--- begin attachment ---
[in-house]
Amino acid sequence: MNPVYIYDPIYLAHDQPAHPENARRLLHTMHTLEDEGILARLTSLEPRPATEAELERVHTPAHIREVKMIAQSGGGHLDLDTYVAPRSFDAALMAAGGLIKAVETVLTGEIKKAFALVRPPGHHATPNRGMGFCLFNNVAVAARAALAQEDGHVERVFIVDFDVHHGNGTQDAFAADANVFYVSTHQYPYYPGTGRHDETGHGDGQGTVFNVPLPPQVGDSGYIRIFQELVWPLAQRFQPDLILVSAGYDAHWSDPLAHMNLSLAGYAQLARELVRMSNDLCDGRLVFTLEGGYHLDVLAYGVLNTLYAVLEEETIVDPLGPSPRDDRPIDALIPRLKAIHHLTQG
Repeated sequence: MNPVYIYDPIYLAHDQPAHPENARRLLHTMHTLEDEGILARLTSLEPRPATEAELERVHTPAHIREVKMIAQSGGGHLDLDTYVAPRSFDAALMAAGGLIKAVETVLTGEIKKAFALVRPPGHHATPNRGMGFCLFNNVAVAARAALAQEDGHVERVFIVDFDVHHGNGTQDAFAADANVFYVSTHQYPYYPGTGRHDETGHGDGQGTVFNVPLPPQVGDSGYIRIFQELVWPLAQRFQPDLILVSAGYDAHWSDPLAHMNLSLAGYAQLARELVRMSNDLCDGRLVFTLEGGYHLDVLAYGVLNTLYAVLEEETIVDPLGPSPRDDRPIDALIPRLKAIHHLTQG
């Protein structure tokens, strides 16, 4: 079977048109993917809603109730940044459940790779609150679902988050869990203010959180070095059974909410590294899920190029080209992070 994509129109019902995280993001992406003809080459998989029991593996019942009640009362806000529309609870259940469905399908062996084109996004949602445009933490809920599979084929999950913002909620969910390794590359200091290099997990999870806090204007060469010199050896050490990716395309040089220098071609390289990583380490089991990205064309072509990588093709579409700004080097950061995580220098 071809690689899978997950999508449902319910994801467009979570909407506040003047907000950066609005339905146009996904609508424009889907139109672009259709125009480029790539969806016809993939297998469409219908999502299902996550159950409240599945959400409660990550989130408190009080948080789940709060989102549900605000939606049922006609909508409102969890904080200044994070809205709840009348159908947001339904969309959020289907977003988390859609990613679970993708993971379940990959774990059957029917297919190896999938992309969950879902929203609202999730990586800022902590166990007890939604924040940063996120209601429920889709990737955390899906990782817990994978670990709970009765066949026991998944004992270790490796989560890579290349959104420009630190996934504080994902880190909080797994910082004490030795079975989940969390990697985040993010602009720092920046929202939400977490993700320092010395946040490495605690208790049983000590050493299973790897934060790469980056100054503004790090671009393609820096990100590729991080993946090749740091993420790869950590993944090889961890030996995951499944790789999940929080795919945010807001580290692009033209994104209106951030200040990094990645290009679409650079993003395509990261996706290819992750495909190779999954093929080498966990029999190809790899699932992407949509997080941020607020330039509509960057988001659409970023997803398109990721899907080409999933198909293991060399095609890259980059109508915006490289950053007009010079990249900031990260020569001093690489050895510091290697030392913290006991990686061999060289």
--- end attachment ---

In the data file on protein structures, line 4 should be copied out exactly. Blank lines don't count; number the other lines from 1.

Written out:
């Protein structure tokens, strides 16, 4: 079977048109993917809603109730940044459940790779609150679902988050869990203010959180070095059974909410590294899920190029080209992070 994509129109019902995280993001992406003809080459998989029991593996019942009640009362806000529309609870259940469905399908062996084109996004949602445009933490809920599979084929999950913002909620969910390794590359200091290099997990999870806090204007060469010199050896050490990716395309040089220098071609390289990583380490089991990205064309072509990588093709579409700004080097950061995580220098 071809690689899978997950999508449902319910994801467009979570909407506040003047907000950066609005339905146009996904609508424009889907139109672009259709125009480029790539969806016809993939297998469409219908999502299902996550159950409240599945959400409660990550989130408190009080948080789940709060989102549900605000939606049922006609909508409102969890904080200044994070809205709840009348159908947001339904969309959020289907977003988390859609990613679970993708993971379940990959774990059957029917297919190896999938992309969950879902929203609202999730990586800022902590166990007890939604924040940063996120209601429920889709990737955390899906990782817990994978670990709970009765066949026991998944004992270790490796989560890579290349959104420009630190996934504080994902880190909080797994910082004490030795079975989940969390990697985040993010602009720092920046929202939400977490993700320092010395946040490495605690208790049983000590050493299973790897934060790469980056100054503004790090671009393609820096990100590729991080993946090749740091993420790869950590993944090889961890030996995951499944790789999940929080795919945010807001580290692009033209994104209106951030200040990094990645290009679409650079993003395509990261996706290819992750495909190779999954093929080498966990029999190809790899699932992407949509997080941020607020330039509509960057988001659409970023997803398109990721899907080409999933198909293991060399095609890259980059109508915006490289950053007009010079990249900031990260020569001093690489050895510091290697030392913290006991990686061999060289």